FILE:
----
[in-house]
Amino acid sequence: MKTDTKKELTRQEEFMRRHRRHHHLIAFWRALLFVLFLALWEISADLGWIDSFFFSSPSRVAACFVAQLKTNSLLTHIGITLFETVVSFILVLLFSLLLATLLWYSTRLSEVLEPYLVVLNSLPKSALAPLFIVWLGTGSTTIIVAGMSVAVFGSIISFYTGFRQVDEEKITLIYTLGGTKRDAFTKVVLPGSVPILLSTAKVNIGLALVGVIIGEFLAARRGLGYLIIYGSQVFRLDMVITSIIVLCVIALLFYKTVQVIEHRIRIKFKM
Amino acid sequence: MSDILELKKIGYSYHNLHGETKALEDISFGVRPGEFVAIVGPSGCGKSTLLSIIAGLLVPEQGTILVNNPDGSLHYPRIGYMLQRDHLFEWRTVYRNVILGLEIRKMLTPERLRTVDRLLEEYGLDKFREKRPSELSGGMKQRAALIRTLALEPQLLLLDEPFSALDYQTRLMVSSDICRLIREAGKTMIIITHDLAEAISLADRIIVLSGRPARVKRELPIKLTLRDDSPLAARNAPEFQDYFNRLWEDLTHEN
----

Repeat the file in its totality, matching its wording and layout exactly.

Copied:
[in-house]
Amino acid sequence: MKTDTKKELTRQEEFMRRHRRHHHLIAFWRALLFVLFLALWEISADLGWIDSFFFSSPSRVAACFVAQLKTNSLLTHIGITLFETVVSFILVLLFSLLLATLLWYSTRLSEVLEPYLVVLNSLPKSALAPLFIVWLGTGSTTIIVAGMSVAVFGSIISFYTGFRQVDEEKITLIYTLGGTKRDAFTKVVLPGSVPILLSTAKVNIGLALVGVIIGEFLAARRGLGYLIIYGSQVFRLDMVITSIIVLCVIALLFYKTVQVIEHRIRIKFKM
Amino acid sequence: MSDILELKKIGYSYHNLHGETKALEDISFGVRPGEFVAIVGPSGCGKSTLLSIIAGLLVPEQGTILVNNPDGSLHYPRIGYMLQRDHLFEWRTVYRNVILGLEIRKMLTPERLRTVDRLLEEYGLDKFREKRPSELSGGMKQRAALIRTLALEPQLLLLDEPFSALDYQTRLMVSSDICRLIREAGKTMIIITHDLAEAISLADRIIVLSGRPARVKRELPIKLTLRDDSPLAARNAPEFQDYFNRLWEDLTHEN